IKEA's Take on Time Machines

If you've ever purchased anything from IKEA, then you are familiar with their [usually] difficult owner manuals. You know, the ones with 184893085950 steps and pictures of parts that weren't included in the box. Well, here's IKEA's take on building the Djloriann (for those of you who've been under a rock, it's the time machine from the "Back to the Future" movies). Surprisingly, it's easier to put together a time machine than it is to put together a chest of drawers.


Best Cities for Jobs

Today, 8,500 Temple University Graduates will turn tassles and enter the "real world." As they sit and listen to Bill Cosby's inspiring words of wisdom, many are left with the question, "What do I do next?" Forbes most recent list strives to give direction to those who are unsure of future plans. Ranking the Best Big, Mid-size and Small Cities for Jobs, the list ranks the "398 current metropolitan statistical areas, based on employment data from the Bureau of Labor Statistics reported from November 1999 to January 2011." Hopefully this list will help some of you decide on a place to start a new chapter of your life. Congratulations Class of 2011, you did it!

Top 5 Big Cities for Jobs:
1. Austin-Round Rock-San Marcos, Texas
2. New Orleans-Metairie-Kenner, La.
3. Houston-Sugar Land-Baytown, Texas
4. San Antonio-New Braunfels, Texas
5. Dallas-Plano-Irving, Texas

Top 5 Mid-Size Cities for Jobs:
1. El Paso, Texas
2. Corpus Christi, Texas
3. Anchorage, Alaska
4. McAllen-Edinburg-Mission, Texas
5. Fayetteville-Springdale-Rogers, Ark.-Mo.

Top 5 Small Cities for Jobs:
1. Killeen-Temple-Fort Hood, Texas
2. Bismarck, N.D.
3. College Station-Bryan, Texas
4. Midland, Texas
5. Dubuque, Iowa


Well that's one way to do it

With summer vacation quickly approaching, many people will be moving in/out of their apartments. Some hire professionals, some employ an army of friends and a box of pizza as repayment, others are a bit more creative. Check out this group of guys and their less than convential way of helping their buddy move into his new place. Maybe that's how they do it Russia?


Did Osama win the war on terror?

Upon news of Osama’s death, Americans were rowled up to a new degree. Crowds took the streets, rejoicing in the death of the one man we fought triumphantly to capture, Osama Bin Laden. In a valiant operation in Pakistan, Navy Seals took out the militant leader in a fury of gun fire. He, along with several “unarmed” family members (all of whom resisted arrest) and members of his regime, were killed in a covert night mission. CNN reports that the seals arrived on two helicopters attacked the compound and proceeded to clear the house, moving methodically from room to room.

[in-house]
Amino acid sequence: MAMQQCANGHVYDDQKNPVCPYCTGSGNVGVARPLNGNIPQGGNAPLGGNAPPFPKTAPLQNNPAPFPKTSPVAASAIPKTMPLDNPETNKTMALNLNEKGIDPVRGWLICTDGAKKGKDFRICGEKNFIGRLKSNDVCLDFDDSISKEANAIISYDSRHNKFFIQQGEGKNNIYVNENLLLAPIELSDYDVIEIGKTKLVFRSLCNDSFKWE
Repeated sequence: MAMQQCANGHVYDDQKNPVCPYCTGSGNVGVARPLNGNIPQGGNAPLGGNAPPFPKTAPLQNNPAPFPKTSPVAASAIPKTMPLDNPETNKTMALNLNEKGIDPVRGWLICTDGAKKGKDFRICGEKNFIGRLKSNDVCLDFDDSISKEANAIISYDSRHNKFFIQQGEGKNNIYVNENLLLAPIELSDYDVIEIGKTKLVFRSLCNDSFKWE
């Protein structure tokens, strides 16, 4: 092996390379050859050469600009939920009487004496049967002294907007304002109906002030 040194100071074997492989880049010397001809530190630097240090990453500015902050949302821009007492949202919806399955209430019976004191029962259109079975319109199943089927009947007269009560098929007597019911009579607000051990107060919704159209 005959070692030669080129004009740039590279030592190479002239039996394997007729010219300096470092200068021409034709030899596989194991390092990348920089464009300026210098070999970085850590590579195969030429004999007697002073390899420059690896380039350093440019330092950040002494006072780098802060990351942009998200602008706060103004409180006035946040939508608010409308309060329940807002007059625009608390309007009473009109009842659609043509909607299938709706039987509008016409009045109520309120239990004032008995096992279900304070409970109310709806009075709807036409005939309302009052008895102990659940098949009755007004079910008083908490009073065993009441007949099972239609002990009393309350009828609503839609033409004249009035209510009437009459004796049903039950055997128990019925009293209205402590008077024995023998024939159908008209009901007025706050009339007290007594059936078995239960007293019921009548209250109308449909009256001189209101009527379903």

Although the militant leader is now dead, the question on everyone’s mind: Did we really win the war on terror? Washington Post reporter Ezra Klein cites that Daveed Gartenstein-Ross, a counterterrorism expert who specializes in al-Qaeda, believes that Osama was “enormously successful.” Gartenstein-Ross stated in a foreign policy article that Bin Laden’s true intentions were to bankrupt the United States, a tactic previously used to take down, then superpower, The Soviet Union.

The counter-terriosm expert contended, “He has compared the United States to the Soviet Union on numerous occasions — and these comparisons have been explicitly economic.” He continued, “For example, in October 2004 bin Laden said that just as the Arab fighters and Afghan mujaheddin had destroyed Russia economically, al Qaeda was now doing the same to the United States, ‘continuing this policy in bleeding America to the point of bankruptcy.’ ”

Don't believe him? Here are some facts about our spending habits over the past decade that have been attributed to Bin Laden and the "War on Terror":

  • The war in Iraq will surpass $3 trillion dollars.
  • Afghanistan war effort likely amounts to another trillion or two.
  • Beefed up home land security since 9/11 will amount to over a trillion dollars.
  • Taking into account the slew of indirect costs and measures taken by the U.S. government (i.e. loose monetary policies, the post 9/11 slowdown in the economy, etc.)
Klein contends that all measures taken were made on our part. A point to which I agree. We chose to increase security, we chose to slash taxes, we chose to invade Iraq and Afghanistan (I'll leave to you guys to decide whether or not these decisions were necessary). It'll be hard to prove whether or not Bin Laden's intention was to bankrupt the United States, but in the end, I feel the U.S. government acted accordingly given the circumstances.